On the issue of healing the political divide

Monster Makers

Unless Biden fights big money, he could pave the way for someone even worse than Trump.

By George Monbiot, published in the Guardian 11th November 2020

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It brought a tear to the eye and a hand to the heart. Joe Biden, in his acceptance speech, called for unity and healing. He would work “to win the confidence of the whole people”. I just hope he doesn’t mean it. If he does, it means that nothing has been learned since Barack Obama made roughly the same speech in 2008.

The United States of America is fundamentally divided. It is divided between exploiter and exploited, oppressor and oppressed. There is no unity to be found with kleptocrats and oligarchs. Any attempt to pretend there is will lead to political failure. It will lead not to healing but to a deflected polarisation. If Americans are not polarised against plutocrats, they will be polarised against each other.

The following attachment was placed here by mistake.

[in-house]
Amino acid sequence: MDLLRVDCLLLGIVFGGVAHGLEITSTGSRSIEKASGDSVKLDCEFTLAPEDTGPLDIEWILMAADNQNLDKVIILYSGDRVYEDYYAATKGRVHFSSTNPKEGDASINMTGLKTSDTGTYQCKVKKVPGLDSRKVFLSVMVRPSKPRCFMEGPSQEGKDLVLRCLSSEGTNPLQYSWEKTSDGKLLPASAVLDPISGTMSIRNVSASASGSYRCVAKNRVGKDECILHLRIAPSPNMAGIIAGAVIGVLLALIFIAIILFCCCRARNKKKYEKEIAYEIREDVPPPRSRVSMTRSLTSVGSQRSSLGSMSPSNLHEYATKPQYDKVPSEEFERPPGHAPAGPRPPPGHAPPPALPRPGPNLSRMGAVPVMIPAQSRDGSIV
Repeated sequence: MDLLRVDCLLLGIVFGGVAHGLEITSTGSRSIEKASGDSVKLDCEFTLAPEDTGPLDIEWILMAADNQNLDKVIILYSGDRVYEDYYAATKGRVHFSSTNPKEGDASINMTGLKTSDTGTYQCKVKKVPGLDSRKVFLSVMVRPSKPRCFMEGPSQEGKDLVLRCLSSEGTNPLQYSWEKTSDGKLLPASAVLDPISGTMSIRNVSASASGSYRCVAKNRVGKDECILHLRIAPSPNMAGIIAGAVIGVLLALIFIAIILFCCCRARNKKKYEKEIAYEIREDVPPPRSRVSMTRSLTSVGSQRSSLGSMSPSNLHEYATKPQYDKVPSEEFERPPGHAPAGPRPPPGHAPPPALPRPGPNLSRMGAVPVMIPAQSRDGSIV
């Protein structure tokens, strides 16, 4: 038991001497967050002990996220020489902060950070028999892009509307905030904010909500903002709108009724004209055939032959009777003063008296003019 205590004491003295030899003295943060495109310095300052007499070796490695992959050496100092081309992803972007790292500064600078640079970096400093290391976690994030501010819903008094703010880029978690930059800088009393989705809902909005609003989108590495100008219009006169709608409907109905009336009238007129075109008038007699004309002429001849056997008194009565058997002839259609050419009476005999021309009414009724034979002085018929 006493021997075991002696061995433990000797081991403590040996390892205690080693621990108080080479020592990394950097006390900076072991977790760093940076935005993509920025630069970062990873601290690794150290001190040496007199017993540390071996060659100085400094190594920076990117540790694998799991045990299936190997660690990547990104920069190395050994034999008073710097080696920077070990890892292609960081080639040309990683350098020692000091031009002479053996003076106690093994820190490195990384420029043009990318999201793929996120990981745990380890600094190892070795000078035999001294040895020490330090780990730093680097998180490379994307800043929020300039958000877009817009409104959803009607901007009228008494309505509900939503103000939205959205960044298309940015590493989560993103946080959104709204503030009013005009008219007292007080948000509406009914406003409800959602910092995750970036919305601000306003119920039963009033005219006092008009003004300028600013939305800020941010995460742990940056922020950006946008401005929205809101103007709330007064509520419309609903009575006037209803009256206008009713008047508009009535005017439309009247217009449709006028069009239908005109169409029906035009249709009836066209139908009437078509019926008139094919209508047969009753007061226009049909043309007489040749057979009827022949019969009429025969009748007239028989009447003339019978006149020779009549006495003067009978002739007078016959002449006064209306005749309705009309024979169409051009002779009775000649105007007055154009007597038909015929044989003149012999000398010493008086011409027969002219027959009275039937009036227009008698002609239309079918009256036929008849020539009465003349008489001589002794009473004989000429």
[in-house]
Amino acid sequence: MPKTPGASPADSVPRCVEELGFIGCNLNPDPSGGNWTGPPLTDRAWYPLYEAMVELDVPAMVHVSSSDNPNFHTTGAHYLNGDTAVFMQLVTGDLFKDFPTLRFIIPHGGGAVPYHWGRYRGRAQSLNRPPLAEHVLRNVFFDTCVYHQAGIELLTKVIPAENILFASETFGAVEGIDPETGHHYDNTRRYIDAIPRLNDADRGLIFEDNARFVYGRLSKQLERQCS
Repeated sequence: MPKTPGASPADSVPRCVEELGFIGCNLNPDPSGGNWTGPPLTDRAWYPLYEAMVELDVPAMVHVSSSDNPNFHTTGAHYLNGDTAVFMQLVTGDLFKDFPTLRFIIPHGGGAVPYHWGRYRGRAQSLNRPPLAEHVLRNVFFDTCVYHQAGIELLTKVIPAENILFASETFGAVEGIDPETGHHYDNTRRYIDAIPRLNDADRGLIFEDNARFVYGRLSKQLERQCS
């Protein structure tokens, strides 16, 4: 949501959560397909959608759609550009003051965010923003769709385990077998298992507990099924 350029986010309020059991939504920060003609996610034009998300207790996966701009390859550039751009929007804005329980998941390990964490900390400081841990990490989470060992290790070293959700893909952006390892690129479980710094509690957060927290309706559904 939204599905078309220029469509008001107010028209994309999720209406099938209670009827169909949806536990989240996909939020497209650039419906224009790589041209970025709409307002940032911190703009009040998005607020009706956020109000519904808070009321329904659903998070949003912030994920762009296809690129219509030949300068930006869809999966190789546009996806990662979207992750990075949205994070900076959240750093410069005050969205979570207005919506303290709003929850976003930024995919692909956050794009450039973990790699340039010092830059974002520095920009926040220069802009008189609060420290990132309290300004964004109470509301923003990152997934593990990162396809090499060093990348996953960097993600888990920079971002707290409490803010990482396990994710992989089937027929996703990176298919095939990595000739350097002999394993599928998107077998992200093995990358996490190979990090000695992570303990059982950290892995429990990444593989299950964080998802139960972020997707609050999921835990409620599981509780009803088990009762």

I understand that, in a sentimental nation, bromides like Biden’s might be considered necessary. But I fear he believes what he says. When he spoke to wealthy donors at the Carlyle hotel in Manhattan last year, he told them not only that “no one’s standard of living will change, nothing would fundamentally change”, but also that “you have to be able to reach consensus under our system”. In this context, consensus looks like appeasement.